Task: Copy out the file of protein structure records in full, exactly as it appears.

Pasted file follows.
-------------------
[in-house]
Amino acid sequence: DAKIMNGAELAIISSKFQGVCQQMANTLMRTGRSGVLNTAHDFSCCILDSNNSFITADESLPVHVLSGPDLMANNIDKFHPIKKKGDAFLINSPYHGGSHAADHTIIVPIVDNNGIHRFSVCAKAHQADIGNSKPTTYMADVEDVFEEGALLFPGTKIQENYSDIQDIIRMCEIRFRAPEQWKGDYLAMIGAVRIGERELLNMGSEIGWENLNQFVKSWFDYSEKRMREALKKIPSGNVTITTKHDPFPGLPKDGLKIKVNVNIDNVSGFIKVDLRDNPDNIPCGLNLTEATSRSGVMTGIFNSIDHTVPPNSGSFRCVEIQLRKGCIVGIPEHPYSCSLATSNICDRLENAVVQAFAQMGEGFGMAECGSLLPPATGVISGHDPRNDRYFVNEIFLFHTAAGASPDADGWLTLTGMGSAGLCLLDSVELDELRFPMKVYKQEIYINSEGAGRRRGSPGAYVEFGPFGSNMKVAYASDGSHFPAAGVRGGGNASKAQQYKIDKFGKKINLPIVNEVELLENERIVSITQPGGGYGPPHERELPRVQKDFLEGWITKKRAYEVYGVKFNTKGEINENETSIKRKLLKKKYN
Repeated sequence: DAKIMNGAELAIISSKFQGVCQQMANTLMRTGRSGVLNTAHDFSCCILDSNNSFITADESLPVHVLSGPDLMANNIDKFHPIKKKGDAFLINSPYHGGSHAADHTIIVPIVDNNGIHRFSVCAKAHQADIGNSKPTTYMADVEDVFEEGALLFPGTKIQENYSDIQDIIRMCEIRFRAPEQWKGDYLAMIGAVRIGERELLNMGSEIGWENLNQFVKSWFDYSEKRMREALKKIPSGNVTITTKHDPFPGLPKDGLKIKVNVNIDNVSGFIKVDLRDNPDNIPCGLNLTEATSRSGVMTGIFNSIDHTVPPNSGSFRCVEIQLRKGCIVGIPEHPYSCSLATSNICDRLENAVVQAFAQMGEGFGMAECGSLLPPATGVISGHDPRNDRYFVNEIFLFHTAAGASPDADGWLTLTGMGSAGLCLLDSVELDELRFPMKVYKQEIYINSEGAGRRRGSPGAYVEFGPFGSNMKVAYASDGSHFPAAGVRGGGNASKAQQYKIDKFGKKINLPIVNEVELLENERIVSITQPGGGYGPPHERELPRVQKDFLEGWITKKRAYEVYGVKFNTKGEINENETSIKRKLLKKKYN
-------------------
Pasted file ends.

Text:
[in-house]
Amino acid sequence: DAKIMNGAELAIISSKFQGVCQQMANTLMRTGRSGVLNTAHDFSCCILDSNNSFITADESLPVHVLSGPDLMANNIDKFHPIKKKGDAFLINSPYHGGSHAADHTIIVPIVDNNGIHRFSVCAKAHQADIGNSKPTTYMADVEDVFEEGALLFPGTKIQENYSDIQDIIRMCEIRFRAPEQWKGDYLAMIGAVRIGERELLNMGSEIGWENLNQFVKSWFDYSEKRMREALKKIPSGNVTITTKHDPFPGLPKDGLKIKVNVNIDNVSGFIKVDLRDNPDNIPCGLNLTEATSRSGVMTGIFNSIDHTVPPNSGSFRCVEIQLRKGCIVGIPEHPYSCSLATSNICDRLENAVVQAFAQMGEGFGMAECGSLLPPATGVISGHDPRNDRYFVNEIFLFHTAAGASPDADGWLTLTGMGSAGLCLLDSVELDELRFPMKVYKQEIYINSEGAGRRRGSPGAYVEFGPFGSNMKVAYASDGSHFPAAGVRGGGNASKAQQYKIDKFGKKINLPIVNEVELLENERIVSITQPGGGYGPPHERELPRVQKDFLEGWITKKRAYEVYGVKFNTKGEINENETSIKRKLLKKKYN
Repeated sequence: DAKIMNGAELAIISSKFQGVCQQMANTLMRTGRSGVLNTAHDFSCCILDSNNSFITADESLPVHVLSGPDLMANNIDKFHPIKKKGDAFLINSPYHGGSHAADHTIIVPIVDNNGIHRFSVCAKAHQADIGNSKPTTYMADVEDVFEEGALLFPGTKIQENYSDIQDIIRMCEIRFRAPEQWKGDYLAMIGAVRIGERELLNMGSEIGWENLNQFVKSWFDYSEKRMREALKKIPSGNVTITTKHDPFPGLPKDGLKIKVNVNIDNVSGFIKVDLRDNPDNIPCGLNLTEATSRSGVMTGIFNSIDHTVPPNSGSFRCVEIQLRKGCIVGIPEHPYSCSLATSNICDRLENAVVQAFAQMGEGFGMAECGSLLPPATGVISGHDPRNDRYFVNEIFLFHTAAGASPDADGWLTLTGMGSAGLCLLDSVELDELRFPMKVYKQEIYINSEGAGRRRGSPGAYVEFGPFGSNMKVAYASDGSHFPAAGVRGGGNASKAQQYKIDKFGKKINLPIVNEVELLENERIVSITQPGGGYGPPHERELPRVQKDFLEGWITKKRAYEVYGVKFNTKGEINENETSIKRKLLKKKYN